From a “Foreign Religion” to a “Religion of Foreigners”: the Challenge of Contemporary Immigration to the Catholic Church in Japan

  • Antonio Genivaldo Cordeiro de OliveiraEmail author


The presence of foreigner workers in Japan has had a great impact on the local Catholic Church. I will point out to data, which shows that the number of foreign believers has overtaken the number of Japanese believers. As a transnational religious institution, cooperation between the churches, which came from different countries, and Japanese Catholic churches would be the expected way to attend to the pastoral care of those Catholics. However, several conflicts have blocked that solution. Tensions and conflicts arise from the distinct understanding of organization of the local church and different command “centers” (such as National Bishops Conferences and the charismatic movement administrations). The article focuses initially on the intra-religious tensions resulting from the transplantation of a Pastoral Nipo-Brasileira—PANIB and the charismatic communities from Brazil to Japan. Further, I will show how the Catholic Church in Japan has adopted multiculturalism as the center of its policies of action aiming to become a model within Japanese society. All cases here presented have failed to offer an appropriate answer to the challenge of contemporary immigration with the Catholic Church.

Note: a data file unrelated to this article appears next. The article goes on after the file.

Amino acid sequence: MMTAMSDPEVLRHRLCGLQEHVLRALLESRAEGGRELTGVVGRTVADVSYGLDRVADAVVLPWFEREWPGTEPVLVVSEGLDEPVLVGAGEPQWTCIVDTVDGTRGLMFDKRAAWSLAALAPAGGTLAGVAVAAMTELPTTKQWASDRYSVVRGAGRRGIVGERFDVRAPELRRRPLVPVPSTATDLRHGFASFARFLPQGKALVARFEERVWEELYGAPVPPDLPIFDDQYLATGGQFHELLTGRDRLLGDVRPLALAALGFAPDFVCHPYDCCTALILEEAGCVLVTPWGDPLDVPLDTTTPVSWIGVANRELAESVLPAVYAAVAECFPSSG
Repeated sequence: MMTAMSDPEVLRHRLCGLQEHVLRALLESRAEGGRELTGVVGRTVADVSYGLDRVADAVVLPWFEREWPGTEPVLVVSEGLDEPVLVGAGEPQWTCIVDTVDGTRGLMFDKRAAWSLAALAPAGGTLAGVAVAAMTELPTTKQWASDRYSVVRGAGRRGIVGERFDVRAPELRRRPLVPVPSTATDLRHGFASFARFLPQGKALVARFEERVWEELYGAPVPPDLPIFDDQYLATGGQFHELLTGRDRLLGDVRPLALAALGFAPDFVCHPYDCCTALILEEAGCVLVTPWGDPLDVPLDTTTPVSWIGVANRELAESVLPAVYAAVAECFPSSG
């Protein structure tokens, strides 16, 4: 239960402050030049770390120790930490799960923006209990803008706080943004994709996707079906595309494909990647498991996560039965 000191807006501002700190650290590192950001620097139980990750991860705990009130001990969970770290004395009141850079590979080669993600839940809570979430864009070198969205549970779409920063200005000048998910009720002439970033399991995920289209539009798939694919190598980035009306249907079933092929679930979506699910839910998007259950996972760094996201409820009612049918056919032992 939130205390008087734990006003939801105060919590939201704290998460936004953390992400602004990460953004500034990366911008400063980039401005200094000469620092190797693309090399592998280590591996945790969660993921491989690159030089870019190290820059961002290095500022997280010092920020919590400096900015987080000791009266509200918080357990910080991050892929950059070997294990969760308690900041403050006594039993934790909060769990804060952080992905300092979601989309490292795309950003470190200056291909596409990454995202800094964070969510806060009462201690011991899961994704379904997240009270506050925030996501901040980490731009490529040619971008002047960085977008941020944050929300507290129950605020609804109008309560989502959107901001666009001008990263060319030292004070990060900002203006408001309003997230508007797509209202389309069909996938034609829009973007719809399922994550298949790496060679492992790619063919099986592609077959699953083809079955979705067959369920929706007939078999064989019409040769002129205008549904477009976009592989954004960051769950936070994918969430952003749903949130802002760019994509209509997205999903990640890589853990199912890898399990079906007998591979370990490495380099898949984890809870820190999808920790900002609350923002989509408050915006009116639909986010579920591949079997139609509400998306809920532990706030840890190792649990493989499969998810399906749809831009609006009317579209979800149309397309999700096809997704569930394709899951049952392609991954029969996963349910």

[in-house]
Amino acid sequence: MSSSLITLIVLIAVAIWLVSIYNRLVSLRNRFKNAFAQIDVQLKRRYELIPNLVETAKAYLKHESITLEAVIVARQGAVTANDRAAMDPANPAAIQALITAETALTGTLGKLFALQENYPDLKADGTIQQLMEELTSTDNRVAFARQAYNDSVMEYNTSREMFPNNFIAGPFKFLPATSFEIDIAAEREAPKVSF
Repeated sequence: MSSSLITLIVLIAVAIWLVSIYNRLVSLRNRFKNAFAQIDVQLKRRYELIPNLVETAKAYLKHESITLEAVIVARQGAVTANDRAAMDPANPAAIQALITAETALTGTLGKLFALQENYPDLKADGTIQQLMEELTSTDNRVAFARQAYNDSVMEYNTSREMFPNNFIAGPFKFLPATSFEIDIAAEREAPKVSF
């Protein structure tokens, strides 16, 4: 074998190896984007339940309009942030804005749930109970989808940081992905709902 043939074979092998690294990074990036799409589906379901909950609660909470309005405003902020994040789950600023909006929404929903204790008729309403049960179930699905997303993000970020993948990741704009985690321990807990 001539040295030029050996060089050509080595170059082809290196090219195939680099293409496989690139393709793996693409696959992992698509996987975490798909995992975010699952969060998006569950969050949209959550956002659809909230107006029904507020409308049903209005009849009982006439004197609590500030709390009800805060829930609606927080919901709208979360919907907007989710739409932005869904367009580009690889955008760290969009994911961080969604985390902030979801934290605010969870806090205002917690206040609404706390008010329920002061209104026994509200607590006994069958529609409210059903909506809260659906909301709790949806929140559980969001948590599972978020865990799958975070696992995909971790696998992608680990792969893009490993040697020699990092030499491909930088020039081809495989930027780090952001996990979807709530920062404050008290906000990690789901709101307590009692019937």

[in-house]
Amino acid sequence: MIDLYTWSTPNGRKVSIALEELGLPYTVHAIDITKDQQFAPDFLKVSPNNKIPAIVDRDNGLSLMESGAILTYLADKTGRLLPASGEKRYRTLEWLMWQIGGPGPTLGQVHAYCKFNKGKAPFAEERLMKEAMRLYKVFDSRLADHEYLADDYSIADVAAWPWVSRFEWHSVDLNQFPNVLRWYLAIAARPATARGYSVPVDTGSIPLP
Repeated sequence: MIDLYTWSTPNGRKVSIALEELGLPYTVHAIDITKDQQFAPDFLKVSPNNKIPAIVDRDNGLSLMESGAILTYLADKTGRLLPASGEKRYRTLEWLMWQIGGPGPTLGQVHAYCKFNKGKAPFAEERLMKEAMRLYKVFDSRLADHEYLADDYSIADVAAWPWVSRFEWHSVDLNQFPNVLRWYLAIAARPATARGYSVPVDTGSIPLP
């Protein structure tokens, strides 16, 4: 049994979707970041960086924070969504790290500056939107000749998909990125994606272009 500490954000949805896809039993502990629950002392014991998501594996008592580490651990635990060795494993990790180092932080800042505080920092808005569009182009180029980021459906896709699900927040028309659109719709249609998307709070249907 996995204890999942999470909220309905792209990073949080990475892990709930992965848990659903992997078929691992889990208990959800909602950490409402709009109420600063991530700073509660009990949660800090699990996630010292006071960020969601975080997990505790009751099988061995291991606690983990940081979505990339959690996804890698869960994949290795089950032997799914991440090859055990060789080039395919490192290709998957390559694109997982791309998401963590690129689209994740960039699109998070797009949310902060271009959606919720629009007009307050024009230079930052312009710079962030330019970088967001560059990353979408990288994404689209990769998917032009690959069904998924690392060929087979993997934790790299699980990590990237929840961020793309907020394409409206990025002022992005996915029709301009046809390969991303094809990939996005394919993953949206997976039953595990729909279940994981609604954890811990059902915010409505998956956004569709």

Immigration Japanese Catholicism Multiculturalism PANIB Catholic Charismatic Renewal 



I would like to acknowledge Prof. Dr. James Heisig from Nanzan University who was the advisor of my master’s thesis, which is the basis for the present article. I also want to acknowledge Ms. Mituko Sadashima and Mr. Edno Monteiro who have helped me to gather and update data and information described here.


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Copyright information

© Springer International Publishing AG 2017

Authors and Affiliations

  1. 1.Centro de Estudos de Religiões Alternativas no BrasilPontíficia Universidade Católica de São PauloSão PauloBrazil

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